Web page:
King's College London
Exhibitions & Conferences
Representing the unfamiliar: Photography in the British Empire 1866-1938

The hierarchy of British formal rule

Photograph of Chief Mathibi of the Batawana, in western dress carrying a cane and holding a hatPhotograph of Chief Mathibi of the BatawanaBritish rule throughout the Empire was multi-faceted and developed in different ways in the varying political and cultural circumstances of each territory. Indeed, it is difficult to describe the British Empire as a unified body of territories over which the British ruled.

Worldwide British influence was felt in nations that retained a great deal, if not all of their own formal sovereignty, such as in Argentina and China, whereas in certain British territories such as Kenya and Fiji, this formal sovereignty was lost.

The FCDO Historical Collection contains, understandably, a greater wealth of material on formal territorial acquisitions of the British state, particularly through the former holdings of the Colonial Office Library.

British controlled territories throughout the Empire were of such size that they demanded an indigenous ruling elite, working in collaboration with a British administration. Yet the collection provides frequent reminders that ultimate power rested with British officials.

Sir Bede Clifford (1890-1964) was imperial secretary to the South African High Commission in 1928 when he became the first white man to cross the Kalahari. He later became Governor of Trinidad during World War II.

During this journey, Bede removed Chief Mathibi of the Batawana tribe from power. It was known that Mathibi was an alcoholic. Clifford commented that his meeting took place before 11am, after which the Chief was said to become ‘incapable of transacting business.’ Despite his willingness to co-operate, he forgot to pass on orders or he was ignored.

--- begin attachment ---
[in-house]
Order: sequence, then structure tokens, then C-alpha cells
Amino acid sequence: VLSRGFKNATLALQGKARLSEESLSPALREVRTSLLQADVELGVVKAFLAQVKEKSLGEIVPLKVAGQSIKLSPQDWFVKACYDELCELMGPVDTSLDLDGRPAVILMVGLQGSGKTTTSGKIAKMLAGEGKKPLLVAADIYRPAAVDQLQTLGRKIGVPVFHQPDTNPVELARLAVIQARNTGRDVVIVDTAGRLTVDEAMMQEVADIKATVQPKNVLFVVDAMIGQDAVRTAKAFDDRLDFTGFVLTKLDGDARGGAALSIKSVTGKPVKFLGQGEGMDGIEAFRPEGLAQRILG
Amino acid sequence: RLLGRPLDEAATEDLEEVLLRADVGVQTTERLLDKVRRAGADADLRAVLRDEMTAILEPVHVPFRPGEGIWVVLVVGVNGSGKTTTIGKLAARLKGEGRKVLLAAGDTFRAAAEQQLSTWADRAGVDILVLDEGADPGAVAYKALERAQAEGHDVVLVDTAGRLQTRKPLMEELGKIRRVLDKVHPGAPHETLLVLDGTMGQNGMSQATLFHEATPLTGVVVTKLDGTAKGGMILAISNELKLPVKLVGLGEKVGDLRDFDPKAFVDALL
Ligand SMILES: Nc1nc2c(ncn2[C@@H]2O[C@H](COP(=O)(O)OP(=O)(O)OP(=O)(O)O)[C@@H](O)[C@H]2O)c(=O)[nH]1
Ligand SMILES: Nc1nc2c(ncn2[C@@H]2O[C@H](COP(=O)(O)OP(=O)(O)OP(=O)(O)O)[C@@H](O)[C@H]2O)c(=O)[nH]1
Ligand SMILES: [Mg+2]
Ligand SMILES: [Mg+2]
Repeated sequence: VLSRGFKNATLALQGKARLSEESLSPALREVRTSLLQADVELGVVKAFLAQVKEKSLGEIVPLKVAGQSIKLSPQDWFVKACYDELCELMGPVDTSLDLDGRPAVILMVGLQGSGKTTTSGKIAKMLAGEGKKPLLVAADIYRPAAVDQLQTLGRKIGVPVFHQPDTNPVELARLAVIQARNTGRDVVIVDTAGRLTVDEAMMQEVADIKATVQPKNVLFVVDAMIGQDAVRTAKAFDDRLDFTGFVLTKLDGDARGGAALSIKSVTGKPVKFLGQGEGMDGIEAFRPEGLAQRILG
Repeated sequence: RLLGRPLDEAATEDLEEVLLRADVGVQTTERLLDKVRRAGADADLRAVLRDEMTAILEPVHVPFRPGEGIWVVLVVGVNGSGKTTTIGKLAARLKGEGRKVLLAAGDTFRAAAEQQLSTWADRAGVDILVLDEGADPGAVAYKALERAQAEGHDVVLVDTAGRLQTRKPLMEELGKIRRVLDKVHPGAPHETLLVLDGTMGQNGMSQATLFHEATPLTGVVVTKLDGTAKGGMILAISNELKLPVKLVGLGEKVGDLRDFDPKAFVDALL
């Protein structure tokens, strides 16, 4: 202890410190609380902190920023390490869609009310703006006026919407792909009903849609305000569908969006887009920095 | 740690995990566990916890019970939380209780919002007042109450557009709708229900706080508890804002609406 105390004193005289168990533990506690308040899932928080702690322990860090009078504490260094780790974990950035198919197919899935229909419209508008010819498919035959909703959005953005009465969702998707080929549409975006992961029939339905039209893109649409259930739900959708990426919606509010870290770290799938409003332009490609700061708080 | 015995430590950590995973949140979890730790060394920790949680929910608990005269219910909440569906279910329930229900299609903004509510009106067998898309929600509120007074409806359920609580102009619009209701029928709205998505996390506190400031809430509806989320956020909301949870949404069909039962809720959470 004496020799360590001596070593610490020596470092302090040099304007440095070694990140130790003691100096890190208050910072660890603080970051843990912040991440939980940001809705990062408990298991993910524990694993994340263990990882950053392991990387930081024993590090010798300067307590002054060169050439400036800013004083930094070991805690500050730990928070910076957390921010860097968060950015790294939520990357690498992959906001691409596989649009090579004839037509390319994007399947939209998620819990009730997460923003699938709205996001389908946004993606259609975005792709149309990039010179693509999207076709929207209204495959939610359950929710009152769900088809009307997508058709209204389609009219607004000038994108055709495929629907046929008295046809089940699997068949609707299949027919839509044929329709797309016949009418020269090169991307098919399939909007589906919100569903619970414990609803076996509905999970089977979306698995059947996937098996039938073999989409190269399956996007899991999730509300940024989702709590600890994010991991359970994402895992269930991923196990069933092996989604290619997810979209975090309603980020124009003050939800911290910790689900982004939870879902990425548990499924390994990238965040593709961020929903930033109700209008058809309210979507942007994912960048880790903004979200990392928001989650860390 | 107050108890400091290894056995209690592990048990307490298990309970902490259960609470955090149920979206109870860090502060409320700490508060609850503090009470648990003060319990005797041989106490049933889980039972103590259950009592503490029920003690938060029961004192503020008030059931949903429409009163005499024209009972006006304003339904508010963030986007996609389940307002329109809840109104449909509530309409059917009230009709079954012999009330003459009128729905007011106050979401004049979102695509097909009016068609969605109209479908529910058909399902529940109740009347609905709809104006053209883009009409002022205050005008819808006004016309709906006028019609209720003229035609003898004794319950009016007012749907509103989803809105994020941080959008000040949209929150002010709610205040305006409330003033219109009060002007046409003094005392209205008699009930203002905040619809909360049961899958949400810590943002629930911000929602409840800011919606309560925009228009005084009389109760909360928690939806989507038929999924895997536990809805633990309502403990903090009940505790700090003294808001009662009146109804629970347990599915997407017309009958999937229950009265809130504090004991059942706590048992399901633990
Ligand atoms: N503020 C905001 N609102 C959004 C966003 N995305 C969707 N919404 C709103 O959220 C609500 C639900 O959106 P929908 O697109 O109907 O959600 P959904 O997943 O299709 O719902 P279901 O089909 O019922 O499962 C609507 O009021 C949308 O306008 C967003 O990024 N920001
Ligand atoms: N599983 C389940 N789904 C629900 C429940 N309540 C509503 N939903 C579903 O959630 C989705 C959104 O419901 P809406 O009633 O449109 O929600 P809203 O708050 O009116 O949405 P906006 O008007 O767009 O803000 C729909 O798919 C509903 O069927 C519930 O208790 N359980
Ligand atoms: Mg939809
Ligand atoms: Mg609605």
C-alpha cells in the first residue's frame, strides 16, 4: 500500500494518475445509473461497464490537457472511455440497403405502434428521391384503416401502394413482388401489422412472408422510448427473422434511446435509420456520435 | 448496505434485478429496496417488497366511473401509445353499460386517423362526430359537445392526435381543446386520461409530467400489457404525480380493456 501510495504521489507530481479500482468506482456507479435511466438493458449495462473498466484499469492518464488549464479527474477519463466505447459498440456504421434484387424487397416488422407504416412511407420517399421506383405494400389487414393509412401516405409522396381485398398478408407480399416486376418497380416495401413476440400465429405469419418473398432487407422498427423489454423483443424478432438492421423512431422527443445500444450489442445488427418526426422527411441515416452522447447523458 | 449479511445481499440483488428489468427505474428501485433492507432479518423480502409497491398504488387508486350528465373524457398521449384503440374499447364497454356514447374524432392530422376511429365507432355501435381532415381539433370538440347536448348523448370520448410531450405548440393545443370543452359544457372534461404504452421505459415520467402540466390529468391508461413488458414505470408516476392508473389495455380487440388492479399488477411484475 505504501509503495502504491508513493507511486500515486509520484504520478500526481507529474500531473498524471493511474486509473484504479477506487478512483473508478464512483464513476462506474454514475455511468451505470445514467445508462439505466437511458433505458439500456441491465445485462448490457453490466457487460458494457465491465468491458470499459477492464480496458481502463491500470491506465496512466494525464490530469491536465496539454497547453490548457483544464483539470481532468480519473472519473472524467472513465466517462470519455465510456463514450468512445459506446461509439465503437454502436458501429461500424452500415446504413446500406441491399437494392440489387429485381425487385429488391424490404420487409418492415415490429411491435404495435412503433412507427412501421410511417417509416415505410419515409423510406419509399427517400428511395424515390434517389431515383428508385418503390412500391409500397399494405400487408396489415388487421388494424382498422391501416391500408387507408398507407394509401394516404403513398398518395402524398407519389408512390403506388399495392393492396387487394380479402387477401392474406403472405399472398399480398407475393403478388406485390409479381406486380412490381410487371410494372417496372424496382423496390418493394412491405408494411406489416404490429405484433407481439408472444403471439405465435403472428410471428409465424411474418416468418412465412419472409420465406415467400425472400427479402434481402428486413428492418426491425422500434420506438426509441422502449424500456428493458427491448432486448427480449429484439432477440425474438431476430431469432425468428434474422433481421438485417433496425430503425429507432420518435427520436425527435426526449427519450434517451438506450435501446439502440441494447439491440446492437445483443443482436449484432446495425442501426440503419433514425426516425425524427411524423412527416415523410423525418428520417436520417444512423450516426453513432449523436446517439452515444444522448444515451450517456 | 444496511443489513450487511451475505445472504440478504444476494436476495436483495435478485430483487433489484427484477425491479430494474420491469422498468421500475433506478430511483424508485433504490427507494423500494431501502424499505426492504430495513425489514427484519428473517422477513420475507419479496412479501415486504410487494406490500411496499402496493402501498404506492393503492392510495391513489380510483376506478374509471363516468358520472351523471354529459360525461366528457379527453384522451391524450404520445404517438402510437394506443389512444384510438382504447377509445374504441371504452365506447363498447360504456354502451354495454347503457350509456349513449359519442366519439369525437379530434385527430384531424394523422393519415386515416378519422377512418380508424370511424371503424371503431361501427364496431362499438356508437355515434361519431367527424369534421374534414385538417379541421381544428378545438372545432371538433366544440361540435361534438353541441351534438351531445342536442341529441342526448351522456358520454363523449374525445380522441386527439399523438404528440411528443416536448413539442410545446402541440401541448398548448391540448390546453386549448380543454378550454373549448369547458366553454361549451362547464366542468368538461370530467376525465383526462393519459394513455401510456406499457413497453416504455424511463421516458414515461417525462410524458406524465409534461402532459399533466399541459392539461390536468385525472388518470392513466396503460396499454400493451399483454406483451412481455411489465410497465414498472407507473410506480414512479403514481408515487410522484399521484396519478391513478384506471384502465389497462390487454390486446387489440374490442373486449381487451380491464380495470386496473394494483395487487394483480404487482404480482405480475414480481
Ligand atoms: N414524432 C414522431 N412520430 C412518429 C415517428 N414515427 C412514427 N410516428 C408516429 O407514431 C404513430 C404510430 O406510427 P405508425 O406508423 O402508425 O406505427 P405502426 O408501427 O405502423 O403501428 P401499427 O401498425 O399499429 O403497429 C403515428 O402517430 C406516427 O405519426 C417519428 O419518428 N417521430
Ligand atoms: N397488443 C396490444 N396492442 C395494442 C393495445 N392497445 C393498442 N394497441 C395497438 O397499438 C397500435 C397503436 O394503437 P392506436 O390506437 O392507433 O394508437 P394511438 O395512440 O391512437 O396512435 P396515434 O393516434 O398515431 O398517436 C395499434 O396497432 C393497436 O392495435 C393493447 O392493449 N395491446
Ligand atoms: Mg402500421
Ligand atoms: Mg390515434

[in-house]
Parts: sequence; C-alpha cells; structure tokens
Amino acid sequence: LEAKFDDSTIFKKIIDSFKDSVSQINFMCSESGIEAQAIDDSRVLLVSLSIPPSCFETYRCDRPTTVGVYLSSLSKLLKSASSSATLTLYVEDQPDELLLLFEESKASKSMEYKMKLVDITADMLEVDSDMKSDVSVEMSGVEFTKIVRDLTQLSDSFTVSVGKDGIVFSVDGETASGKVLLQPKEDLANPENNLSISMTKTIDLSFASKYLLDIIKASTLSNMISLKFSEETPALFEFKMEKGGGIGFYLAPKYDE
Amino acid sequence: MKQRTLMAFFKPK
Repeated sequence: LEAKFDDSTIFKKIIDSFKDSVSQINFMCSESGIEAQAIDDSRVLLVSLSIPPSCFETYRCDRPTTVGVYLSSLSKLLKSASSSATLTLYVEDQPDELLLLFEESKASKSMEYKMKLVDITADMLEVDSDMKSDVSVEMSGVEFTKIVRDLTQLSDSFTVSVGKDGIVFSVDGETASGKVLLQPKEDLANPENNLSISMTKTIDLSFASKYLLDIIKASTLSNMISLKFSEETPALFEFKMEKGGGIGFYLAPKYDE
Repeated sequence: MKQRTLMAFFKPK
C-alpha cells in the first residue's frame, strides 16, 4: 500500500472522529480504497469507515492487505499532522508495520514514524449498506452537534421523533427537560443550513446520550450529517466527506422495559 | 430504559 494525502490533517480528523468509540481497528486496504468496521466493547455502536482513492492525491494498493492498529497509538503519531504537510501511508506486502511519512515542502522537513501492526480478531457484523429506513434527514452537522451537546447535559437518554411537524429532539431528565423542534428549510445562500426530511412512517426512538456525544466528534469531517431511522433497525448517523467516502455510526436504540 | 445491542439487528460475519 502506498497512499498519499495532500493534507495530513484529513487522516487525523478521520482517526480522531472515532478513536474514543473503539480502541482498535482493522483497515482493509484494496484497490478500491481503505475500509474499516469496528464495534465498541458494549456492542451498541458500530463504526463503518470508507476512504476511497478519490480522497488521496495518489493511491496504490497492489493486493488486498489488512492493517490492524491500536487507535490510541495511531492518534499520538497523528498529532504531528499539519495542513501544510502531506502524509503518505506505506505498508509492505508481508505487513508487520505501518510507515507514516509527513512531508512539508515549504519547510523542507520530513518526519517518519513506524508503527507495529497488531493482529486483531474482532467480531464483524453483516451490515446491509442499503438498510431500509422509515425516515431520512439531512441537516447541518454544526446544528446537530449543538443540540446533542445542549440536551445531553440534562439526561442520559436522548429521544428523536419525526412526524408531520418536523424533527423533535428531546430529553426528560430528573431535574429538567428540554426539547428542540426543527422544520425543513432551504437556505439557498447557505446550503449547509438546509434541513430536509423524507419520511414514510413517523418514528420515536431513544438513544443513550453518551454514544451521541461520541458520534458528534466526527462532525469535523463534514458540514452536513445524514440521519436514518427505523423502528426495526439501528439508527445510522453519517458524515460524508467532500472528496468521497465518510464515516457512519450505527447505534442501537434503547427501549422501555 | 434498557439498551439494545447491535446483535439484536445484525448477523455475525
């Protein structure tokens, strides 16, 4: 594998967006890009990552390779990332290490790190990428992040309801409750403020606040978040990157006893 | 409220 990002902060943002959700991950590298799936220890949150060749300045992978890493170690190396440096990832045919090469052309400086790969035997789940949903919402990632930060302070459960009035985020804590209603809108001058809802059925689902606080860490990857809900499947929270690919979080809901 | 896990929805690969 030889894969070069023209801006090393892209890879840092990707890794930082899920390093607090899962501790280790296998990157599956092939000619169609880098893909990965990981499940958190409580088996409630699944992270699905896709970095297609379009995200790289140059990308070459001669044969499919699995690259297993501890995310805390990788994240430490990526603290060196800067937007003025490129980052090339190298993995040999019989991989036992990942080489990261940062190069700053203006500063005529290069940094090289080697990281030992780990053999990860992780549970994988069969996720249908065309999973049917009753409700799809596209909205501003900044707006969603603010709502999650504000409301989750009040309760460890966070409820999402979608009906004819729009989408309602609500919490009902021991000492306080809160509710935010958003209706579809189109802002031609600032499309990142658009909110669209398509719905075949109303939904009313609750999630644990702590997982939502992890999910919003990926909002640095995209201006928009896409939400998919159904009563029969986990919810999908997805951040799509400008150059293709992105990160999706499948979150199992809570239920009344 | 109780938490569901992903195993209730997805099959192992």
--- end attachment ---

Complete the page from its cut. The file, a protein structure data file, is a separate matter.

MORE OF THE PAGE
Clifford created two further Chief positions to ‘assist him to govern the tribe,’ despite Chief Mathibi’s protestations. Ultimate power thus lay with the British, despite Mathibi’s own authority.

From Clifford’s account, his interaction with Chief Mathibi was amicable, albeit unequal. Clifford enquired as to the wellbeing of the tribe and promised sending means to address the tsetse fly issue. The meeting was heavily influenced by unmentioned power relations but comes across as friendly and positive. However, Erik Linstrum’s work on psychology in Empire has suggested that British agents could provoke torment for indigenous chiefs in their dreams, in spite of outwardly friendly relations.

The photograph reproduced here and taken by one of Bede’s party highlights the strange exoticism of the Chief. For instance, the image demonstrates how the Chief had mimicked Western fashions, adding respectability (perhaps in vain) to his status.

Link to King's College London catalogue record:

Sir Bede Clifford. Report on a journey by motor transport from Mahalapye through the Kalahari desert. [Pretoria: Government Printing and Stationery Office], 1928

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